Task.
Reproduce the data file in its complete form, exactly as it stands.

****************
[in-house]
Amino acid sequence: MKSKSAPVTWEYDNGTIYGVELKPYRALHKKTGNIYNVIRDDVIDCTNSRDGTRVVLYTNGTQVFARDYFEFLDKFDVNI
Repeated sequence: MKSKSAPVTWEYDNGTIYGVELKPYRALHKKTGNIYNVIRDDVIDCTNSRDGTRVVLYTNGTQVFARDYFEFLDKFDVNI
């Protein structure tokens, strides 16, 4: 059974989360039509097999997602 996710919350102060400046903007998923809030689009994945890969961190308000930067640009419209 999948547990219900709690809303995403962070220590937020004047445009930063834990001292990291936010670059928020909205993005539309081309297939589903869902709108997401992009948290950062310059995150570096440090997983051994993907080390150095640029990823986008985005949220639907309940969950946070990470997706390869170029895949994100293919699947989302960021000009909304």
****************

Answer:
[in-house]
Amino acid sequence: MKSKSAPVTWEYDNGTIYGVELKPYRALHKKTGNIYNVIRDDVIDCTNSRDGTRVVLYTNGTQVFARDYFEFLDKFDVNI
Repeated sequence: MKSKSAPVTWEYDNGTIYGVELKPYRALHKKTGNIYNVIRDDVIDCTNSRDGTRVVLYTNGTQVFARDYFEFLDKFDVNI
């Protein structure tokens, strides 16, 4: 059974989360039509097999997602 996710919350102060400046903007998923809030689009994945890969961190308000930067640009419209 999948547990219900709690809303995403962070220590937020004047445009930063834990001292990291936010670059928020909205993005539309081309297939589903869902709108997401992009948290950062310059995150570096440090997983051994993907080390150095640029990823986008985005949220639907309940969950946070990470997706390869170029895949994100293919699947989302960021000009909304």